From Japan Today, 1/20/17:
Japanese police used footage from surveillance or dashboard cameras to identify suspects in more than 10,000 criminal cases last year, provisional police data showed Thursday.
The number of suspected violations of the Penal Code that came to police attention in 2016 fell below 1 million for the first time in postwar Japan, the National Police Agency also said, partially crediting security cameras with the decrease.
But there are persistent public concerns about overreliance on such cameras, as there have been cases in which innocent people were wrongly accused because police neglected other investigative work.
There are also fears about invasion of privacy. With more surveillance cameras expected to be installed in the coming years, privacy advocates are calling for judicious use of the devices.
According to the agency, the number of criminal cases built by the police last year totaled 22,318. Of those, 5.9%, or 12,994, involved footage from security or dashboard cameras in positively identifying suspects.
Such footage has now become “indispensable in investigations,” a senior agency official said, with data showing footage from such cameras has proven effective, mainly in uncovering street crimes.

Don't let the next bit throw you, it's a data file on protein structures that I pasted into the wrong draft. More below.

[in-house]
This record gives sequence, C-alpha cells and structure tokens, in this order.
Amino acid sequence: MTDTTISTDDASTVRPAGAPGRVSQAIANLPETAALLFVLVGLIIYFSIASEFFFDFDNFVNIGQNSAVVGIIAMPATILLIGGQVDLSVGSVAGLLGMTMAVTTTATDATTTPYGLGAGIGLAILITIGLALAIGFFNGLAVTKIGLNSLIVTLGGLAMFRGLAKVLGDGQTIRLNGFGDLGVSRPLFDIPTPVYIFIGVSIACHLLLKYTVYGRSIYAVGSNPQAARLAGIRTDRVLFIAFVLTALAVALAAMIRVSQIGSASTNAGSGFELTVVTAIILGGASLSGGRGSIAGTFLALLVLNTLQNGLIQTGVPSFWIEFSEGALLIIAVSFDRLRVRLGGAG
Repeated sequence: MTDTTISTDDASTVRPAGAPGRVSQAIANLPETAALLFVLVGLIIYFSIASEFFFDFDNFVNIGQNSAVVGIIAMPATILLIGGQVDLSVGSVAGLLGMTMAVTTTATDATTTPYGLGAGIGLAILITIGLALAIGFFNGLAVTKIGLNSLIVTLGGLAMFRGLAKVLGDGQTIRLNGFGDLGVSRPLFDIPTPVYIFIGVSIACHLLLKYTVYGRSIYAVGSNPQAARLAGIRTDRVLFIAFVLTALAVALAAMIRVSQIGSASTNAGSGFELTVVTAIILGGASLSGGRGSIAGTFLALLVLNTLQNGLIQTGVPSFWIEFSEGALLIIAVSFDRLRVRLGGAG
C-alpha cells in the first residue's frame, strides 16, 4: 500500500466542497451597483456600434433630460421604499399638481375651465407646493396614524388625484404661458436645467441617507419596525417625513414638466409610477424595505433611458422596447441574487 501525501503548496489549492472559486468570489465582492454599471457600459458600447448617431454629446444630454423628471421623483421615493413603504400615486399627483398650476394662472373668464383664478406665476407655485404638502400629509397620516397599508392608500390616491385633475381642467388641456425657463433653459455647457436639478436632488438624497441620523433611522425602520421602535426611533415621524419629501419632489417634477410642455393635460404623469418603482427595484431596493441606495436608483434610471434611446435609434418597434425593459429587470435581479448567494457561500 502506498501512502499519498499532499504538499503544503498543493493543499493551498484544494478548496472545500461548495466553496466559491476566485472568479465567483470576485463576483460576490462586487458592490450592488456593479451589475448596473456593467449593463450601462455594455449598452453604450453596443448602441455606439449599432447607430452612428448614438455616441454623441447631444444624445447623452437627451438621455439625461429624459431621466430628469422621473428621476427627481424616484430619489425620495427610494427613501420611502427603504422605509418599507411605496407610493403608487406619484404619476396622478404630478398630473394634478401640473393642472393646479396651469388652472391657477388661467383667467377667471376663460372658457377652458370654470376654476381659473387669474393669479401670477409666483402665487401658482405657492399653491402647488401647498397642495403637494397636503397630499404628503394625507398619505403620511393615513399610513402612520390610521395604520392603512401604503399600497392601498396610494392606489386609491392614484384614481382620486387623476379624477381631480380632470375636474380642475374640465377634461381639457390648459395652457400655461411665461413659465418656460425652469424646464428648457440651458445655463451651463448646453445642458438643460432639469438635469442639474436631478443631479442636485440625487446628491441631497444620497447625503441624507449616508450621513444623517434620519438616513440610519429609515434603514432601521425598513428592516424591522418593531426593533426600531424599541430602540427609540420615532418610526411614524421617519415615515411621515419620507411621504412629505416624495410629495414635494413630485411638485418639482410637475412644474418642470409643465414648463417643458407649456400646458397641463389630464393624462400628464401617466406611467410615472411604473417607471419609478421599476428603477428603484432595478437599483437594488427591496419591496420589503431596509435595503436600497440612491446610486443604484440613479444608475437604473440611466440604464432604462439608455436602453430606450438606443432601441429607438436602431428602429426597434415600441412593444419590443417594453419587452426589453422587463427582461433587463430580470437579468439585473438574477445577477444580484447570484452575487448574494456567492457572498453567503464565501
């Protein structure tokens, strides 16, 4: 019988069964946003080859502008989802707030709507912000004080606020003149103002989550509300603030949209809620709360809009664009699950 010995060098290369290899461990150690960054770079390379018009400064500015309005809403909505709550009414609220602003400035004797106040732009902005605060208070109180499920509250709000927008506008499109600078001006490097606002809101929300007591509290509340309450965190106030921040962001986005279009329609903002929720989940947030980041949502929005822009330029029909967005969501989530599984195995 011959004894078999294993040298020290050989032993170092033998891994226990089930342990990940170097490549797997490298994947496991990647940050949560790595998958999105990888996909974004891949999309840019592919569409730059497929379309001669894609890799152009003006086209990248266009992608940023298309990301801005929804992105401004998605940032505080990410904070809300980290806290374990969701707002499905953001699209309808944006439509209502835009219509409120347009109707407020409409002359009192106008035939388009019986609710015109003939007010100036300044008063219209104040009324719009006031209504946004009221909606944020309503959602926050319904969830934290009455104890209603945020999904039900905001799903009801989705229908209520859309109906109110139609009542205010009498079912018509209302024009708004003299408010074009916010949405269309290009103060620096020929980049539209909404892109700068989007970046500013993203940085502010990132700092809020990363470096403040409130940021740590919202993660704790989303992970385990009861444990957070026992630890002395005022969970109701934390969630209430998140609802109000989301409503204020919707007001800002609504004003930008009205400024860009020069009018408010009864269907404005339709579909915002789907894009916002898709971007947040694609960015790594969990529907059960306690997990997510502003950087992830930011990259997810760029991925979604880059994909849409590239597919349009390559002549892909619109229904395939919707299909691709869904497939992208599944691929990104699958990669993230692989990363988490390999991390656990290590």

By crime category, snatch-and-run offenses accounted for the most, 20.4% of the criminal cases in which security or dashboard camera footage proved decisive in identifying suspects, followed by pick pocketing at 12.3%, burglary at 10.8%, and indecent assaults at 10.3%.
As of last March, 1,530 security cameras had been installed by police across the country. Numerous security cameras have also been installed by private firms and individuals.
The data also showed that the number of suspected criminal cases that came to police attention in 2016 was 996,204, down 9.4% from a year earlier, and slipping below 1 million for the first time in postwar history. The number of such cases per 1,000 people fell to 7.8, a fresh postwar low.
Among the crimes, the number of attempted murder and murder cases totaled 896, down by 37 from the previous year and the lowest since the end of World War II.